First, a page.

Cooked dough?
Cooked dough?

Costa Mesa Counterfeiter Who Sold $100 Notes For $30 Learns Fate

For counterfeiting U.S. Federal Reserve notes, an Orange County con artist and convicted drug addict faced as much as 20 years in prison. 

Costa Mesa's James Peter Perraie, a past part-time Rancho Santiago Community College student with a history of methamphetamine and heroin abuse, originally pleaded innocence after his December 2011 federal indictment and arrest, according to court records. 

But in March 2012, a federal prosecutor obtained a plea agreement from Perraie, who acknowledged that he washed genuine $1 and $5 bills with an oven cleaner and, after drying the paper, used a consumer computer printer to convert the bills into $100 notes that he sold for $30.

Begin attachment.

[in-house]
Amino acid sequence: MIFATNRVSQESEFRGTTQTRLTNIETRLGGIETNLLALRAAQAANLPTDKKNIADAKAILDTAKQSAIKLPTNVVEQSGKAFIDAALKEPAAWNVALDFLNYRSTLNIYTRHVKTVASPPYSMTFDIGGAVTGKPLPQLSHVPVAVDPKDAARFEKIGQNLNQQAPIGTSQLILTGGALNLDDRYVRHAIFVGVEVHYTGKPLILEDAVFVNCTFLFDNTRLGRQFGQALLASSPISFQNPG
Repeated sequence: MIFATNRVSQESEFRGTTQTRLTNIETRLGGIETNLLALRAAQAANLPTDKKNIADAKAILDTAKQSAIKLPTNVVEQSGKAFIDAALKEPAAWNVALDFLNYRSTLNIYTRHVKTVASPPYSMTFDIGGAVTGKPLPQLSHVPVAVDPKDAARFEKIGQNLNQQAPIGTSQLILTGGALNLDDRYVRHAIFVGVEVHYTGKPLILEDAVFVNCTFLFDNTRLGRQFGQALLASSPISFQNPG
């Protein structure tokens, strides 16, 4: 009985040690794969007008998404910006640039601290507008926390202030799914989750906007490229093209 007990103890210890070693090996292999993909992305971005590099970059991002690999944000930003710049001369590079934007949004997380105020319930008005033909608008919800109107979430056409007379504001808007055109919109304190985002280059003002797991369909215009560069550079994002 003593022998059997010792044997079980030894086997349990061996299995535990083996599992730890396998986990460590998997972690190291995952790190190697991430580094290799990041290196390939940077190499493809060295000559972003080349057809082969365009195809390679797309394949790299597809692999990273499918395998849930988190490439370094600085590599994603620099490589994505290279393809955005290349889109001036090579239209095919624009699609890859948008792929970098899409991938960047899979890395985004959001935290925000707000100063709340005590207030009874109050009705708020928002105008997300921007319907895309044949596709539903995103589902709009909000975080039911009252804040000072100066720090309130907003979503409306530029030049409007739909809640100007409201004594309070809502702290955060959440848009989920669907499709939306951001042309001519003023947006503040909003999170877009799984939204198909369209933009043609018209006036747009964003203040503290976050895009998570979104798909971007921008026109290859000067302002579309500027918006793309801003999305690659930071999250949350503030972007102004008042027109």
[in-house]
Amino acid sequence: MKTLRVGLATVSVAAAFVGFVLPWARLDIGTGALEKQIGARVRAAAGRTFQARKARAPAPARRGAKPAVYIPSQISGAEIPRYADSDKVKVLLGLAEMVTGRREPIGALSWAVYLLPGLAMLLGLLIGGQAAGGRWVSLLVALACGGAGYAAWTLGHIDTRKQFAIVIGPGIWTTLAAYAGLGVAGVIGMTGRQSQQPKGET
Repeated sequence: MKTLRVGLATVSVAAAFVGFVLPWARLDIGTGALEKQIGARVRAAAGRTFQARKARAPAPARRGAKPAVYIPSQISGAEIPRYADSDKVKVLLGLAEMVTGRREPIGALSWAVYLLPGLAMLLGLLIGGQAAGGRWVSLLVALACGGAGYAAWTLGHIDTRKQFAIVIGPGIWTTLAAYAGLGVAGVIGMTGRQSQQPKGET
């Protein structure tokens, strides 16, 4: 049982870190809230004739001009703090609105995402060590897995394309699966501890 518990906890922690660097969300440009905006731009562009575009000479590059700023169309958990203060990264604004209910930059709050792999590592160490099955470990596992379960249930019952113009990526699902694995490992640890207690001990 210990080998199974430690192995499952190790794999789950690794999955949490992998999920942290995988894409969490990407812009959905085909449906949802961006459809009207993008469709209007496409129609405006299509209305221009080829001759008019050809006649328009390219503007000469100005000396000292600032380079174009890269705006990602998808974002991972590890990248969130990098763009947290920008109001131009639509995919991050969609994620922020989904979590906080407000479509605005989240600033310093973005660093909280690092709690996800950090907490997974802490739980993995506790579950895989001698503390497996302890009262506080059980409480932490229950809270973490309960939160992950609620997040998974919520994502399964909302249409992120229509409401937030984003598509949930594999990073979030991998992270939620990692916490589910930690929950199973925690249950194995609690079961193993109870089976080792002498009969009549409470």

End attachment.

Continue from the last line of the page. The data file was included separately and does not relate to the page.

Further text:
An October 2011 raid on Perraie's home found $1,000 in counterfeit bills, chemicals used to alter the currency and numerous credit cards belonging to other individuals. 

Because Perraie, a native of Redding who was raised a Mormon and is now the father of an infant, cooperated with the government after his arrest and promised to clean up his life, prosecutors backed a relatively light 18-month prison trip. 

On Feb. 11, U.S. District Court Judge Andrew J. Guilford sentenced Perraie to the 18-month term, plus three years of supervised probation after his release. 

Guilford ordered the 29-year-old counterfeiter to surrender to U.S. marshals by noon on April 19.

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